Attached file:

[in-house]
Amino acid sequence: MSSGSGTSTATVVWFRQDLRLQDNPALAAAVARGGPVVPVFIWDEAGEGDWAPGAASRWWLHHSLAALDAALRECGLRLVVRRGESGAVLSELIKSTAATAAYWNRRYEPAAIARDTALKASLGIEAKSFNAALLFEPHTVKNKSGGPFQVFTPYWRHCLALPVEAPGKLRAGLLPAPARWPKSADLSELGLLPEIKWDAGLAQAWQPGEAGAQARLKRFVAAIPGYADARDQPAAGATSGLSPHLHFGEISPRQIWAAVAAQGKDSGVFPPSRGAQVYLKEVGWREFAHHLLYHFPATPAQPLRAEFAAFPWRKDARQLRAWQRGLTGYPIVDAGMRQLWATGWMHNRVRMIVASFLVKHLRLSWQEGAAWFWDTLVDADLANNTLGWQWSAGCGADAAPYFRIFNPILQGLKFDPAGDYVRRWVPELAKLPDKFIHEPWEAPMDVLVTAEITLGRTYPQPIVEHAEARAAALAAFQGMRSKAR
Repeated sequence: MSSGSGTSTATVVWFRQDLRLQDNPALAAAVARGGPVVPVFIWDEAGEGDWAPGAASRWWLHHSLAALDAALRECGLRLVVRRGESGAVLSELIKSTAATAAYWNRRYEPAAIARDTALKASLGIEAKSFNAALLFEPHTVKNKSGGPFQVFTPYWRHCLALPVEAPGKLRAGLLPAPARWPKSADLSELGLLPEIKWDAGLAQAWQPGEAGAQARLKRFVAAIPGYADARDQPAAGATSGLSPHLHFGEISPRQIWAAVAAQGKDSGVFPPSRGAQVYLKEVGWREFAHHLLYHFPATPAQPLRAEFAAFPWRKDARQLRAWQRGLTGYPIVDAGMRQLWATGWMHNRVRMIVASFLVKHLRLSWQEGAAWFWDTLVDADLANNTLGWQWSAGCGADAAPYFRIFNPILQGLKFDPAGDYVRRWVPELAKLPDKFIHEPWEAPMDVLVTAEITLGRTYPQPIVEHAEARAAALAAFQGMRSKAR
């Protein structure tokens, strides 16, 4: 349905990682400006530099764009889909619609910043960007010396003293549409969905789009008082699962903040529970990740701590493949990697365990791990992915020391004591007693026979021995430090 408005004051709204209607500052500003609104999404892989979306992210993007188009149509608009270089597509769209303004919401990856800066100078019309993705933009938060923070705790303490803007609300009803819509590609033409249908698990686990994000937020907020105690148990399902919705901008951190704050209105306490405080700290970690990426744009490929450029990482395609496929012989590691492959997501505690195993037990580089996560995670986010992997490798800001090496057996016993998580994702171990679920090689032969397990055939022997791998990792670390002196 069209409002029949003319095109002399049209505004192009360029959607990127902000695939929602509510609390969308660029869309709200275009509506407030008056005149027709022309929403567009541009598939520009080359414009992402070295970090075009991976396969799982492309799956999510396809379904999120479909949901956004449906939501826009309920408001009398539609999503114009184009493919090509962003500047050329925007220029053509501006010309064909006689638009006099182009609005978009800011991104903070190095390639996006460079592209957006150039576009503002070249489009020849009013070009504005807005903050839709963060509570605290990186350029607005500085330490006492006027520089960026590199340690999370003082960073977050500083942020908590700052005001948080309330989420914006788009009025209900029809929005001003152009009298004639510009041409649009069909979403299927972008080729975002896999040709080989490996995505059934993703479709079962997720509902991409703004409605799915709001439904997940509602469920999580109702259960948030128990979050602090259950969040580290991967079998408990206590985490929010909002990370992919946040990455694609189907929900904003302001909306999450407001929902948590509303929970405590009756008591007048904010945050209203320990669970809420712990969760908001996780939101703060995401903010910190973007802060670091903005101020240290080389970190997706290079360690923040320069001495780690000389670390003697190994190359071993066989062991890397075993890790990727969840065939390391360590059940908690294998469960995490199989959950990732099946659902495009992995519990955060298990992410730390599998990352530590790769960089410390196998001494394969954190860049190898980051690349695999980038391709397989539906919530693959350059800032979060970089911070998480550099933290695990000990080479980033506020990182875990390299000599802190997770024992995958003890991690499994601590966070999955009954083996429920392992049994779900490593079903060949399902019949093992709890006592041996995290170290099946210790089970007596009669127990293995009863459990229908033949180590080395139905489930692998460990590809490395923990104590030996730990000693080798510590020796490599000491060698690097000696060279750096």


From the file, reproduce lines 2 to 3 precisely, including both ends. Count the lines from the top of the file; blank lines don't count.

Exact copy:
Amino acid sequence: MSSGSGTSTATVVWFRQDLRLQDNPALAAAVARGGPVVPVFIWDEAGEGDWAPGAASRWWLHHSLAALDAALRECGLRLVVRRGESGAVLSELIKSTAATAAYWNRRYEPAAIARDTALKASLGIEAKSFNAALLFEPHTVKNKSGGPFQVFTPYWRHCLALPVEAPGKLRAGLLPAPARWPKSADLSELGLLPEIKWDAGLAQAWQPGEAGAQARLKRFVAAIPGYADARDQPAAGATSGLSPHLHFGEISPRQIWAAVAAQGKDSGVFPPSRGAQVYLKEVGWREFAHHLLYHFPATPAQPLRAEFAAFPWRKDARQLRAWQRGLTGYPIVDAGMRQLWATGWMHNRVRMIVASFLVKHLRLSWQEGAAWFWDTLVDADLANNTLGWQWSAGCGADAAPYFRIFNPILQGLKFDPAGDYVRRWVPELAKLPDKFIHEPWEAPMDVLVTAEITLGRTYPQPIVEHAEARAAALAAFQGMRSKAR
Repeated sequence: MSSGSGTSTATVVWFRQDLRLQDNPALAAAVARGGPVVPVFIWDEAGEGDWAPGAASRWWLHHSLAALDAALRECGLRLVVRRGESGAVLSELIKSTAATAAYWNRRYEPAAIARDTALKASLGIEAKSFNAALLFEPHTVKNKSGGPFQVFTPYWRHCLALPVEAPGKLRAGLLPAPARWPKSADLSELGLLPEIKWDAGLAQAWQPGEAGAQARLKRFVAAIPGYADARDQPAAGATSGLSPHLHFGEISPRQIWAAVAAQGKDSGVFPPSRGAQVYLKEVGWREFAHHLLYHFPATPAQPLRAEFAAFPWRKDARQLRAWQRGLTGYPIVDAGMRQLWATGWMHNRVRMIVASFLVKHLRLSWQEGAAWFWDTLVDADLANNTLGWQWSAGCGADAAPYFRIFNPILQGLKFDPAGDYVRRWVPELAKLPDKFIHEPWEAPMDVLVTAEITLGRTYPQPIVEHAEARAAALAAFQGMRSKAR